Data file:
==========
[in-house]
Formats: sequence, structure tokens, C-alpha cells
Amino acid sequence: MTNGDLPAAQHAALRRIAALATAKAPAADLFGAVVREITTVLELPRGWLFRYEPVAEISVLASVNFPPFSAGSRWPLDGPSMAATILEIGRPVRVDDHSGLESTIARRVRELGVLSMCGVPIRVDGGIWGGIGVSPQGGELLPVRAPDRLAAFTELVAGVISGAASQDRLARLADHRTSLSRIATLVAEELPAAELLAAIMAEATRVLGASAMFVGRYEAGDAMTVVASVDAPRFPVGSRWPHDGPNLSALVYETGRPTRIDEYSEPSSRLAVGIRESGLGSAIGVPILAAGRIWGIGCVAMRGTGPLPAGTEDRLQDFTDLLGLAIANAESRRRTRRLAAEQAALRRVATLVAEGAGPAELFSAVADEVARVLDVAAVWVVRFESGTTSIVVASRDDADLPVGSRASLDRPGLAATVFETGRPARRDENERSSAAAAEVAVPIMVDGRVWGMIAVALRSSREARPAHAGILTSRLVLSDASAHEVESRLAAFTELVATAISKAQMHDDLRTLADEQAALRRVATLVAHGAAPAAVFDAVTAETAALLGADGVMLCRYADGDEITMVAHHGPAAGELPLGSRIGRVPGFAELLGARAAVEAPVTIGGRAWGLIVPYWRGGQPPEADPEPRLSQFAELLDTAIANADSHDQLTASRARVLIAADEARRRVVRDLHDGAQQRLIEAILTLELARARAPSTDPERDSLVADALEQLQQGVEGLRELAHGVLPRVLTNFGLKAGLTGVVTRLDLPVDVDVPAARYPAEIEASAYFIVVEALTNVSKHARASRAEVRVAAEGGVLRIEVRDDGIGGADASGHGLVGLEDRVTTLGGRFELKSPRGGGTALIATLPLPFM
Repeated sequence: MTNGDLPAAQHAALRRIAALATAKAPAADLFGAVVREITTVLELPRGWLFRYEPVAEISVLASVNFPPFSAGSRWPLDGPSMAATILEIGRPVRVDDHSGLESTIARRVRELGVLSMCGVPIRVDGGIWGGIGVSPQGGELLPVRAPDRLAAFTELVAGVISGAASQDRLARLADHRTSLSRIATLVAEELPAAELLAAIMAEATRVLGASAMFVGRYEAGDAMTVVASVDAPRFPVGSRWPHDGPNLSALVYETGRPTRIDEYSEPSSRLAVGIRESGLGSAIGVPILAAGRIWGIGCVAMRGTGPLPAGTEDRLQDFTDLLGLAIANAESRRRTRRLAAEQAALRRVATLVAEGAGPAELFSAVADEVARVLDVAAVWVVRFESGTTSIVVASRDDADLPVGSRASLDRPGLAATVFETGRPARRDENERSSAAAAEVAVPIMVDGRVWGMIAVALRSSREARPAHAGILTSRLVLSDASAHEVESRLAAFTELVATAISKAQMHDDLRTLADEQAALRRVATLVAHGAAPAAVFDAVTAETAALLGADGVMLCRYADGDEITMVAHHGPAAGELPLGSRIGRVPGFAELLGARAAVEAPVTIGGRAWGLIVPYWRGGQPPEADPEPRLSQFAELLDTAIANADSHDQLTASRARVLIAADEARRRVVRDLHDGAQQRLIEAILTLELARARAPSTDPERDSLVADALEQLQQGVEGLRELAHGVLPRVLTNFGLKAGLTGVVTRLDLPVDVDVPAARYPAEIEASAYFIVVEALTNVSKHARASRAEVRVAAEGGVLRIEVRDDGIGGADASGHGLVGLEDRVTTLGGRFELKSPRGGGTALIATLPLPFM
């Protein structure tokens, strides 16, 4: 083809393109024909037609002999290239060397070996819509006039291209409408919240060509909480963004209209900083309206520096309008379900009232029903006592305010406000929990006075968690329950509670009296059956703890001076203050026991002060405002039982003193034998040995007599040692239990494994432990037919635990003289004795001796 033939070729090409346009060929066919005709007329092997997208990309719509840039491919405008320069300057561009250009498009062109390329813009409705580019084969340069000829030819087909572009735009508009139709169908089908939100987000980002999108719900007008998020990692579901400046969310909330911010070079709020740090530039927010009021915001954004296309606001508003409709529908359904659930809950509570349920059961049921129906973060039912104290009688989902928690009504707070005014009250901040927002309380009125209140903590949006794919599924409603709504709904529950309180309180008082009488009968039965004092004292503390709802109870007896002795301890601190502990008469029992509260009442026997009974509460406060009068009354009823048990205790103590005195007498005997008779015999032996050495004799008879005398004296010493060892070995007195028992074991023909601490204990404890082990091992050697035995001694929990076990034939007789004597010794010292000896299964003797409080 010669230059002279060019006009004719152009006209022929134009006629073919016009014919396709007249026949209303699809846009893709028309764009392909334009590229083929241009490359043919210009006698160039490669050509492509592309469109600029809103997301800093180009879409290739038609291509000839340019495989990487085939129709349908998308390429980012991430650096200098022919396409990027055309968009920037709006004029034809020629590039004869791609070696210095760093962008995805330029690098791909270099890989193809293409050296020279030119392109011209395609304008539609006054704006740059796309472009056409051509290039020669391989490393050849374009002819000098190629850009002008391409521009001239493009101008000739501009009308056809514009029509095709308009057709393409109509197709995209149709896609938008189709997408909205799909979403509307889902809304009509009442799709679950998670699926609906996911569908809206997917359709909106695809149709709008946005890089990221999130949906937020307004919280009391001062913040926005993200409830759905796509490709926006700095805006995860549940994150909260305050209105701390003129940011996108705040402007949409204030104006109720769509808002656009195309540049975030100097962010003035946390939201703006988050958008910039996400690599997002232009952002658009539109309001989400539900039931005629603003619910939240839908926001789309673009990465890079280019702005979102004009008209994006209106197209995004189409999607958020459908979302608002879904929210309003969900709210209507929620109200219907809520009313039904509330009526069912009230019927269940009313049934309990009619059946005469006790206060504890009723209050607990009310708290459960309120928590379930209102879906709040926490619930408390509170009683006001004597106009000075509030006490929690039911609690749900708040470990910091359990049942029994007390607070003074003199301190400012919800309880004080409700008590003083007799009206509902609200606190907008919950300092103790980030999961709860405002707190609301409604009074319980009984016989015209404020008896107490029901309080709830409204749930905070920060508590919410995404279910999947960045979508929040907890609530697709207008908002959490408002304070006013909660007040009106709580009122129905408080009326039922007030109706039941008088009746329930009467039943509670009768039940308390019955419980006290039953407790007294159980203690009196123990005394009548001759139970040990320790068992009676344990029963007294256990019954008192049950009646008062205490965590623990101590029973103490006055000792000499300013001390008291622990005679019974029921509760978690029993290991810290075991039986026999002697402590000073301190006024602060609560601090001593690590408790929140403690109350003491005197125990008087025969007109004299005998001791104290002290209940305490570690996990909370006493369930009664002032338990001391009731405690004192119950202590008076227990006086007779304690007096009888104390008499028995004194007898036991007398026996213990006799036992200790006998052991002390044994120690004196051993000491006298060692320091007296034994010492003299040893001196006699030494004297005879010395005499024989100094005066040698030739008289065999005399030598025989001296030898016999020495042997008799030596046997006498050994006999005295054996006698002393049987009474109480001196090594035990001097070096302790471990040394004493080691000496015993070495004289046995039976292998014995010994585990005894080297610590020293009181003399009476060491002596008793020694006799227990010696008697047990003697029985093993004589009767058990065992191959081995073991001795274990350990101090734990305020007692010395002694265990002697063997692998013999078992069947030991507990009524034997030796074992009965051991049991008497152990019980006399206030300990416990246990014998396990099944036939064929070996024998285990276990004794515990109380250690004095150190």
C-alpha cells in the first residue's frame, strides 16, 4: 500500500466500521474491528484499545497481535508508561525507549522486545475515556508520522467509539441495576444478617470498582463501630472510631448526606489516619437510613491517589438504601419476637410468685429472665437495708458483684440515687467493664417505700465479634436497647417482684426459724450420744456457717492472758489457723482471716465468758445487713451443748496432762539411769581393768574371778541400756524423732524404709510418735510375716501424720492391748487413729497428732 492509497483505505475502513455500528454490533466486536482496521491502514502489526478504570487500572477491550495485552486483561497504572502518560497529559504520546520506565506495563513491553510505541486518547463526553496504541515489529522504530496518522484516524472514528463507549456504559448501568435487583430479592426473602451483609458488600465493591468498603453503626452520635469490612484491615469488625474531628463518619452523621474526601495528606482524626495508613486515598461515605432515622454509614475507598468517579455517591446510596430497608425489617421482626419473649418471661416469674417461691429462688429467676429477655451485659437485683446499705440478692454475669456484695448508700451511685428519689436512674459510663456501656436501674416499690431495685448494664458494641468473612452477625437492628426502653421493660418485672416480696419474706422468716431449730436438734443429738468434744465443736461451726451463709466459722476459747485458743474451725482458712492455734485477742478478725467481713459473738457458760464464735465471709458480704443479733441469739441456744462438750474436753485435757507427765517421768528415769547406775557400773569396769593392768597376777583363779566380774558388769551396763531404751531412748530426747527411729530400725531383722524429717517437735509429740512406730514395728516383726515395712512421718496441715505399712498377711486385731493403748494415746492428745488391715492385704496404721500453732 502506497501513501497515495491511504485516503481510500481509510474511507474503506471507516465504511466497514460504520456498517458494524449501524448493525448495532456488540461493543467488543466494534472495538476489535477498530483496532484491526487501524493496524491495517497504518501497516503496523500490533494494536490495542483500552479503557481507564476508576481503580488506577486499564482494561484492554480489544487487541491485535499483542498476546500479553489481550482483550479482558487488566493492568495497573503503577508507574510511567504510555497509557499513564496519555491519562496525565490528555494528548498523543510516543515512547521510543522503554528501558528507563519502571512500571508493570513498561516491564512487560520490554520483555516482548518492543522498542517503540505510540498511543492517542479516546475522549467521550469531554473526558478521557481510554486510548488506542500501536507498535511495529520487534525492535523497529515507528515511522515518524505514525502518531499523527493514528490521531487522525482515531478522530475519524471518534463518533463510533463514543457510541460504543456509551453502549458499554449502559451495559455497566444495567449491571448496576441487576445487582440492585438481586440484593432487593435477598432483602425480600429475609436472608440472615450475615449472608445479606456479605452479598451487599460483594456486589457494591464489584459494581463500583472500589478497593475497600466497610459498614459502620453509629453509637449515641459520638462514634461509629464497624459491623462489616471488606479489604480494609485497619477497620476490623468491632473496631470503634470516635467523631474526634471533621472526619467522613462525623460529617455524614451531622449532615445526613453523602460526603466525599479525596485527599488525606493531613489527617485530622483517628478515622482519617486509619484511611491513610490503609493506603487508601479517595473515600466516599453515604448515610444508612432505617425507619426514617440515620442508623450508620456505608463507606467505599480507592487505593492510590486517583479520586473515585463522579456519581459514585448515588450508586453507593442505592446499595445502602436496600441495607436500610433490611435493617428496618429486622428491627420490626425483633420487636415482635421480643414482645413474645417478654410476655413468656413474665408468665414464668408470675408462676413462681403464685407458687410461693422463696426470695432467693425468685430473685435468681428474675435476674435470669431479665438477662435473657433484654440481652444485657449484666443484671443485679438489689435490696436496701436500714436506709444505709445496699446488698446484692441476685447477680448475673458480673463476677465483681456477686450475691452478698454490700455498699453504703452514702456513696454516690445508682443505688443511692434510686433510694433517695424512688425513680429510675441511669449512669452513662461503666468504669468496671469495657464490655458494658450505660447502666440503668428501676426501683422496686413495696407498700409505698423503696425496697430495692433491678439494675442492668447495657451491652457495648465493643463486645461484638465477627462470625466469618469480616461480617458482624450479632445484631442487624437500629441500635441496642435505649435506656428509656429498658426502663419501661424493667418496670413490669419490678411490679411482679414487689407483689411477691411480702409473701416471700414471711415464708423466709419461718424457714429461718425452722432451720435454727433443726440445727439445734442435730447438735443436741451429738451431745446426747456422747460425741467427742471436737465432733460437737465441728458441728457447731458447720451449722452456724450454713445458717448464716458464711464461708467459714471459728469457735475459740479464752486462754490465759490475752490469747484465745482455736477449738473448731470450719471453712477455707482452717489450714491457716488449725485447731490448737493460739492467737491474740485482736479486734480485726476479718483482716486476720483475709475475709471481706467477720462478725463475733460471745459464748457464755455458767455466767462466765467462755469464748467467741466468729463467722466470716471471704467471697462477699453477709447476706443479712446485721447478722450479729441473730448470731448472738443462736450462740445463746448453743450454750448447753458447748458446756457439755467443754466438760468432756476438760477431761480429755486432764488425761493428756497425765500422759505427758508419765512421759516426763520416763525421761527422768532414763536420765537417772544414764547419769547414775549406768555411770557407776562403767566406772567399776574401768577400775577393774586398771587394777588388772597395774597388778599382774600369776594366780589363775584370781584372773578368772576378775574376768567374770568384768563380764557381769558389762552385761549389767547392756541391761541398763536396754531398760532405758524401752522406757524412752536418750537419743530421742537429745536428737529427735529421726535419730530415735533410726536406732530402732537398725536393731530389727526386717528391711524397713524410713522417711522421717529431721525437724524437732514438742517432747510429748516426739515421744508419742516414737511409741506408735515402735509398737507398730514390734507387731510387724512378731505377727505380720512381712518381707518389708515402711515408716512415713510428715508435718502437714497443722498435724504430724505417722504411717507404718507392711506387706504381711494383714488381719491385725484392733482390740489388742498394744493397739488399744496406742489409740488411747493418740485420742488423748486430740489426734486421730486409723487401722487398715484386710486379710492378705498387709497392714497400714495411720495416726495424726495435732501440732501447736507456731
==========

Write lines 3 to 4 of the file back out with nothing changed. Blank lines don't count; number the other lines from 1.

Amino acid sequence: MTNGDLPAAQHAALRRIAALATAKAPAADLFGAVVREITTVLELPRGWLFRYEPVAEISVLASVNFPPFSAGSRWPLDGPSMAATILEIGRPVRVDDHSGLESTIARRVRELGVLSMCGVPIRVDGGIWGGIGVSPQGGELLPVRAPDRLAAFTELVAGVISGAASQDRLARLADHRTSLSRIATLVAEELPAAELLAAIMAEATRVLGASAMFVGRYEAGDAMTVVASVDAPRFPVGSRWPHDGPNLSALVYETGRPTRIDEYSEPSSRLAVGIRESGLGSAIGVPILAAGRIWGIGCVAMRGTGPLPAGTEDRLQDFTDLLGLAIANAESRRRTRRLAAEQAALRRVATLVAEGAGPAELFSAVADEVARVLDVAAVWVVRFESGTTSIVVASRDDADLPVGSRASLDRPGLAATVFETGRPARRDENERSSAAAAEVAVPIMVDGRVWGMIAVALRSSREARPAHAGILTSRLVLSDASAHEVESRLAAFTELVATAISKAQMHDDLRTLADEQAALRRVATLVAHGAAPAAVFDAVTAETAALLGADGVMLCRYADGDEITMVAHHGPAAGELPLGSRIGRVPGFAELLGARAAVEAPVTIGGRAWGLIVPYWRGGQPPEADPEPRLSQFAELLDTAIANADSHDQLTASRARVLIAADEARRRVVRDLHDGAQQRLIEAILTLELARARAPSTDPERDSLVADALEQLQQGVEGLRELAHGVLPRVLTNFGLKAGLTGVVTRLDLPVDVDVPAARYPAEIEASAYFIVVEALTNVSKHARASRAEVRVAAEGGVLRIEVRDDGIGGADASGHGLVGLEDRVTTLGGRFELKSPRGGGTALIATLPLPFM
Repeated sequence: MTNGDLPAAQHAALRRIAALATAKAPAADLFGAVVREITTVLELPRGWLFRYEPVAEISVLASVNFPPFSAGSRWPLDGPSMAATILEIGRPVRVDDHSGLESTIARRVRELGVLSMCGVPIRVDGGIWGGIGVSPQGGELLPVRAPDRLAAFTELVAGVISGAASQDRLARLADHRTSLSRIATLVAEELPAAELLAAIMAEATRVLGASAMFVGRYEAGDAMTVVASVDAPRFPVGSRWPHDGPNLSALVYETGRPTRIDEYSEPSSRLAVGIRESGLGSAIGVPILAAGRIWGIGCVAMRGTGPLPAGTEDRLQDFTDLLGLAIANAESRRRTRRLAAEQAALRRVATLVAEGAGPAELFSAVADEVARVLDVAAVWVVRFESGTTSIVVASRDDADLPVGSRASLDRPGLAATVFETGRPARRDENERSSAAAAEVAVPIMVDGRVWGMIAVALRSSREARPAHAGILTSRLVLSDASAHEVESRLAAFTELVATAISKAQMHDDLRTLADEQAALRRVATLVAHGAAPAAVFDAVTAETAALLGADGVMLCRYADGDEITMVAHHGPAAGELPLGSRIGRVPGFAELLGARAAVEAPVTIGGRAWGLIVPYWRGGQPPEADPEPRLSQFAELLDTAIANADSHDQLTASRARVLIAADEARRRVVRDLHDGAQQRLIEAILTLELARARAPSTDPERDSLVADALEQLQQGVEGLRELAHGVLPRVLTNFGLKAGLTGVVTRLDLPVDVDVPAARYPAEIEASAYFIVVEALTNVSKHARASRAEVRVAAEGGVLRIEVRDDGIGGADASGHGLVGLEDRVTTLGGRFELKSPRGGGTALIATLPLPFM